‘Wañuchikuy,’ she said. Called me suicidal. But she was still smiling, teasing me, the Deliverer.
Then she looked through the hatch and talked to her helmet some more, and that turtle rig started to move. The power! Under all those tons of rubble, it moved. Forward, centimeter by centimeter, it crawled and I heard shifting and rolling, around and above us.
After a minute it stopped.
‘Okay, Diego,’ she said. ‘Time for you to go.’
Diego. That’s what the sisters had called every orphan boy. Every boy except me. I’d known my name: Byron Darwin Guapisaca. I’d told them my name. After that, did they call me Byron? No. They’d called me Diego Majo. I knew the crawler pilot woman didn’t mean it like that, but I couldn’t help it.
‘I’m no Diego,’ I said. It came out bitter, like always.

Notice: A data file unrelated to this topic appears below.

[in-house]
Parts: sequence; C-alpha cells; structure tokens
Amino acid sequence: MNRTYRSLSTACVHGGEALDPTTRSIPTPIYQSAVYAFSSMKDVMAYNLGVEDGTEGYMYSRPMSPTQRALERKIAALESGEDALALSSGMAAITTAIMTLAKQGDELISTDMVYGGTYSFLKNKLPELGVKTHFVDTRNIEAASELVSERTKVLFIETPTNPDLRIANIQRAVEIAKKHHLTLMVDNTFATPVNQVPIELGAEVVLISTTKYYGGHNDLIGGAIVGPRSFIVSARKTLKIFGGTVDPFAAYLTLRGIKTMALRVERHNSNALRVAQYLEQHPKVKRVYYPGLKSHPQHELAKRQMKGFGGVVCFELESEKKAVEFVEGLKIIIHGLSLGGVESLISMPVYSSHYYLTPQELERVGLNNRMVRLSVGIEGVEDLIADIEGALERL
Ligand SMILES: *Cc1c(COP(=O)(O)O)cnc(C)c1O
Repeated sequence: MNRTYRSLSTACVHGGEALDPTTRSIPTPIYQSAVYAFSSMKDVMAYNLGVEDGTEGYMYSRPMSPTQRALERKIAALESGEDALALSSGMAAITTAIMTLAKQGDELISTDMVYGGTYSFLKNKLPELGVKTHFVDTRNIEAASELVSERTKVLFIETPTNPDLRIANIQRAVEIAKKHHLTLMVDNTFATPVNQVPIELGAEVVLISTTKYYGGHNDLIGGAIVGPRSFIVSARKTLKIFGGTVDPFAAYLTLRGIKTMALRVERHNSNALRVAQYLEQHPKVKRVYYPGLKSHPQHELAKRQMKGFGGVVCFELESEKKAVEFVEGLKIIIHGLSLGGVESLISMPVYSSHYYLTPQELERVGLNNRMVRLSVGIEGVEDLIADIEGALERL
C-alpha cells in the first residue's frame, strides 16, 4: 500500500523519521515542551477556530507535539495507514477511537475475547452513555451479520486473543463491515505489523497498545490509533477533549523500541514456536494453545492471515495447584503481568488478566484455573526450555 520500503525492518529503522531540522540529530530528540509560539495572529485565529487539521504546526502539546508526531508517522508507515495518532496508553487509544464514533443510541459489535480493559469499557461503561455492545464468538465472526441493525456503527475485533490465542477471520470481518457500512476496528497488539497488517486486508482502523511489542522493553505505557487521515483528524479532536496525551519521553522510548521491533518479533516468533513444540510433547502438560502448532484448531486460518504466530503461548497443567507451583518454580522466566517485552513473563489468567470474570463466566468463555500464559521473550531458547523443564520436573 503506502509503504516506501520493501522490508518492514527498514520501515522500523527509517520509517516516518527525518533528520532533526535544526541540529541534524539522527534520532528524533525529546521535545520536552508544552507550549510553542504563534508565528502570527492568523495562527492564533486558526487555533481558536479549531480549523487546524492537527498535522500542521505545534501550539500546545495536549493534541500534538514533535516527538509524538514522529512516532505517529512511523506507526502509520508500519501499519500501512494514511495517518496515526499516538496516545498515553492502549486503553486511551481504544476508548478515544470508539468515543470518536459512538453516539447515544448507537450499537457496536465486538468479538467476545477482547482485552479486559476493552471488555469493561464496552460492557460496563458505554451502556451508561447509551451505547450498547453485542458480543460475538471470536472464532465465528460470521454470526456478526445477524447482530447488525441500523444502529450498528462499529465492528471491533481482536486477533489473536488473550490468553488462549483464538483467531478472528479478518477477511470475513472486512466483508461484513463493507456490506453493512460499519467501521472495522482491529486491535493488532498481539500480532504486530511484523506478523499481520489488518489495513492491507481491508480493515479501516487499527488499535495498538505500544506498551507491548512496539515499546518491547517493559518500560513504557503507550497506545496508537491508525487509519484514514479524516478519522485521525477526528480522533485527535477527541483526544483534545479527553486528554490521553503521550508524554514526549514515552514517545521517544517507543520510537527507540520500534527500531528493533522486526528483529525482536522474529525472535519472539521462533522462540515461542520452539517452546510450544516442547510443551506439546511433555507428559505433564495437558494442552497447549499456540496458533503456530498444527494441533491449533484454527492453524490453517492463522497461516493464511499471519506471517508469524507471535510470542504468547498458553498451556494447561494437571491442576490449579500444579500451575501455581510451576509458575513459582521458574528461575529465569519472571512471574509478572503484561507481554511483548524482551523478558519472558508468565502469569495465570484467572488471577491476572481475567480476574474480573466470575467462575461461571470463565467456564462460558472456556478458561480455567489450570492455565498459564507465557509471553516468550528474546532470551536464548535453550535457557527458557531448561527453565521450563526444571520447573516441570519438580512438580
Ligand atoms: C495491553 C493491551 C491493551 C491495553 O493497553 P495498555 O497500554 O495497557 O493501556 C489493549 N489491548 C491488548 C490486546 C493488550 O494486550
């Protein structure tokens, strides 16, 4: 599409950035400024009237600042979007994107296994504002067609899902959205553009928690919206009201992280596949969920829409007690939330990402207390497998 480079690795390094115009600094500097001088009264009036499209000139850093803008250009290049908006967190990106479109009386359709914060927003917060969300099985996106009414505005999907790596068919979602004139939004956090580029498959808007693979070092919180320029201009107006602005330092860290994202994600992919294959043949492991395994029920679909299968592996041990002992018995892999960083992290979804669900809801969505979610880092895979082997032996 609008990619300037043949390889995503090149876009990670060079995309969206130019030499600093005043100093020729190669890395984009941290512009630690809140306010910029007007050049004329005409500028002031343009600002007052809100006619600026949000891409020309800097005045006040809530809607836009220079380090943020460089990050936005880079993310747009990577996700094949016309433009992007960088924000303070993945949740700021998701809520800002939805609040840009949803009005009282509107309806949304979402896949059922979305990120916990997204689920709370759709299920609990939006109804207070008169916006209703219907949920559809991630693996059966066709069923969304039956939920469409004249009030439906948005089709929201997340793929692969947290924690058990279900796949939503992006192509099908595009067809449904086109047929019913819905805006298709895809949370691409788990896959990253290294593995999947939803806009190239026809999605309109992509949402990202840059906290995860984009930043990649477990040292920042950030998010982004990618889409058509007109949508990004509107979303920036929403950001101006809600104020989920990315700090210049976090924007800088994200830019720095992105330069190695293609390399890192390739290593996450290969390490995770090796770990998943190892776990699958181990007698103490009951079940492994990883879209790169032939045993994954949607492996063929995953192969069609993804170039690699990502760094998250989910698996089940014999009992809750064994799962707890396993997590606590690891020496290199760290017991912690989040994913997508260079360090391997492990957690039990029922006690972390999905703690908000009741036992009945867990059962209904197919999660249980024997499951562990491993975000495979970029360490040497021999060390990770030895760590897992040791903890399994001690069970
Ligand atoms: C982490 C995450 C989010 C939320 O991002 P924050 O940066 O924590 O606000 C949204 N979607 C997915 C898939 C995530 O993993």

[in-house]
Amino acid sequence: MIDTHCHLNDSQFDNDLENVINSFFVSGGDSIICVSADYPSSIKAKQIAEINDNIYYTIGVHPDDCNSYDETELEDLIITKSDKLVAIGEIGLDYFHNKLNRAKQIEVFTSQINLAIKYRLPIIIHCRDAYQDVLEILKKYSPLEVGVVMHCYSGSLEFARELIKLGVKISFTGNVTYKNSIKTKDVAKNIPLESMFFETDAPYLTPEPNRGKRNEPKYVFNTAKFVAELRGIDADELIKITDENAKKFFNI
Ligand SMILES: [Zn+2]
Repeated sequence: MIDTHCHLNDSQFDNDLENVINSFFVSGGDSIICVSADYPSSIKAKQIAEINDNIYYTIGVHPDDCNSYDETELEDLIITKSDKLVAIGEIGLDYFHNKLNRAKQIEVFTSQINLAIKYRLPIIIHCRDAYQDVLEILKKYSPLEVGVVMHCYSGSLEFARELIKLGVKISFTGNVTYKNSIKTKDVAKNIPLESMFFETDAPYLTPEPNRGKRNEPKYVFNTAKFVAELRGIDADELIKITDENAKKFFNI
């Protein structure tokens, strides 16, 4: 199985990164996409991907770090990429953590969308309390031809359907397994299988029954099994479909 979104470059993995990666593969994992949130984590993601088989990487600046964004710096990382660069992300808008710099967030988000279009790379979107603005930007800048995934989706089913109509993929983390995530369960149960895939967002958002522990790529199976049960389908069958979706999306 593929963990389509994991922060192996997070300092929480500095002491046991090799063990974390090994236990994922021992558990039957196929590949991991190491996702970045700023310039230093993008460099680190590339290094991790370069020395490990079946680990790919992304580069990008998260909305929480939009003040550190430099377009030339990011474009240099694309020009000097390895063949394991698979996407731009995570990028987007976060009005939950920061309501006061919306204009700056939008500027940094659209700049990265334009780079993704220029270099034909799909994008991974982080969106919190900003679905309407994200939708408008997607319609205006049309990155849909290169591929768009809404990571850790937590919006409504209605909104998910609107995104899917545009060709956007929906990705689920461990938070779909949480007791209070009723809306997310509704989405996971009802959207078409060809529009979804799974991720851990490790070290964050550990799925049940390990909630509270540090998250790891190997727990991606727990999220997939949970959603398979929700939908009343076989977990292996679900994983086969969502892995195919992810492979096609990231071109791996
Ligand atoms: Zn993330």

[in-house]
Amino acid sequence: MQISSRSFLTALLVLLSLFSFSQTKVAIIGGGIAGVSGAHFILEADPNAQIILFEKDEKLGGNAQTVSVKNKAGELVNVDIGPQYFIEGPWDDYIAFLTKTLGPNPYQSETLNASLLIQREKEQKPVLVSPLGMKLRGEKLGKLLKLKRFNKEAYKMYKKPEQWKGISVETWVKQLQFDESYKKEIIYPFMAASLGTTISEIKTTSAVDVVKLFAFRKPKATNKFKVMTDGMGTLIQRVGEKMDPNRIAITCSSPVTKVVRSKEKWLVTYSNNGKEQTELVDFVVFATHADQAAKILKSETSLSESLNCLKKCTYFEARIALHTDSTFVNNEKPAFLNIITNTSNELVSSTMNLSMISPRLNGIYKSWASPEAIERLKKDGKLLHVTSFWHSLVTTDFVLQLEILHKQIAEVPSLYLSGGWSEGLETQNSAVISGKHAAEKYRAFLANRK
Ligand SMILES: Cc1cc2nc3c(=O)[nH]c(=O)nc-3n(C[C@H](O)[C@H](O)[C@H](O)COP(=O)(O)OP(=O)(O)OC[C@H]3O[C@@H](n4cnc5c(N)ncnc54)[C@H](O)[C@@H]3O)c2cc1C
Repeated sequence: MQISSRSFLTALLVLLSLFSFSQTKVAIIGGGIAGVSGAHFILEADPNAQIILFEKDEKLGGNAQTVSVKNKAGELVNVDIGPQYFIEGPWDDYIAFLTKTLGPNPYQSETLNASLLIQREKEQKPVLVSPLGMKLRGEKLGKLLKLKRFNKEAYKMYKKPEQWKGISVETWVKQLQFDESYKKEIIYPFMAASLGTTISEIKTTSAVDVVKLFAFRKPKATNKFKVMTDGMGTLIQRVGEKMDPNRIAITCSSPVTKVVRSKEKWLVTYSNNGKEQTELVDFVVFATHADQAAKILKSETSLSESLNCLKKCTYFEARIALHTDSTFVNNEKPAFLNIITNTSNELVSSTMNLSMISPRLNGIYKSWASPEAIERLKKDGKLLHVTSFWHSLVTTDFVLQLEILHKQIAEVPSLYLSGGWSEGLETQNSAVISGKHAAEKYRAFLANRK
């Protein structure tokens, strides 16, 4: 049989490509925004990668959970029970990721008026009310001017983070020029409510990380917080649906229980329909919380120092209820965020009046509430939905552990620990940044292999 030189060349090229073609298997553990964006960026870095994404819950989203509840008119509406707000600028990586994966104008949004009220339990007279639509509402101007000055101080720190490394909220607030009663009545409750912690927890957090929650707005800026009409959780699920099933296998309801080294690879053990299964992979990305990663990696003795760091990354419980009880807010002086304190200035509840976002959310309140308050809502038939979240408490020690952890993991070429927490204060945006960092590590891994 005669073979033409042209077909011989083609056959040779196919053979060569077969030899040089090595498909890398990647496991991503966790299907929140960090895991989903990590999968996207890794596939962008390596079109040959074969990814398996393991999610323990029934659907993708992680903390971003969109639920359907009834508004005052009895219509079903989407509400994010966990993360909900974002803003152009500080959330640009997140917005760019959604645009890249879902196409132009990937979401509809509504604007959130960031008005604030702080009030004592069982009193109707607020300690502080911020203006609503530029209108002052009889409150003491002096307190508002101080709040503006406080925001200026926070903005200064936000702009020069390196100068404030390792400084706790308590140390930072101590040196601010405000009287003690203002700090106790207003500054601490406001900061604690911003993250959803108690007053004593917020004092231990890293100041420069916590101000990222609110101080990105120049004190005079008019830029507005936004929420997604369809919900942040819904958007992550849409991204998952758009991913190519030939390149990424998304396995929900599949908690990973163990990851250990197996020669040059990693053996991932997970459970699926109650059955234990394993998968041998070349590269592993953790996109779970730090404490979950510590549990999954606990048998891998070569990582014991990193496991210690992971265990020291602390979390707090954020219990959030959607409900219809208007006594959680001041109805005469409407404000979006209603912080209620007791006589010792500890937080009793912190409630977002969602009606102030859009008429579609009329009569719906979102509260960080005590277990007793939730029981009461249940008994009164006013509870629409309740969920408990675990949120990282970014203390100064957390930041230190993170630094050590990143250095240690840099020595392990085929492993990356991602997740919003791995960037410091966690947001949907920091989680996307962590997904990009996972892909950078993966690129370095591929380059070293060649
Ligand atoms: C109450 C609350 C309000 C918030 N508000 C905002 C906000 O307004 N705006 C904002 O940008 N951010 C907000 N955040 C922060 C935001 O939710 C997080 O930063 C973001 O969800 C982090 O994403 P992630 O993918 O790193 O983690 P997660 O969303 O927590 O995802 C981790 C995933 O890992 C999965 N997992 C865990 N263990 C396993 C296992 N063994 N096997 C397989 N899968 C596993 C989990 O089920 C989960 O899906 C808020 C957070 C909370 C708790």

She looked at me like maybe she was seeing me right for the first time. Then she walked over to me and stuck her hand out.
‘Byron Darwin Guapisaca.’ I shook the hand.
She pulled me in a little and kissed me on the cheek.
‘Okay, Byron,’ she smiled and said and pushed me away. ‘Get out.’
I picked up my bike, and I think that was the first time she really looked at it. Two cylinders with the big green plus. Everything she was out here risking her ass for. All what Tia Alma needed. I saw the thought pass through her eyes, and I figured this was when I pay for the save. Brutal wasteland. Every man for himself, like in the alojamientos dorms.
But the Deliverer, he was wrong.
‘Ayni,’ she whispered. Other people needed it, too.
The belly hatch rumbled open. I peeked out, saw light and air. The crawler was still leaning. It took me a little while to drag my body and my ride out from under. The hatch didn’t close until I stood up in front of the big main gun. Checked my time. The Deliverer could still make that bonus, if he flew. One step closer to free.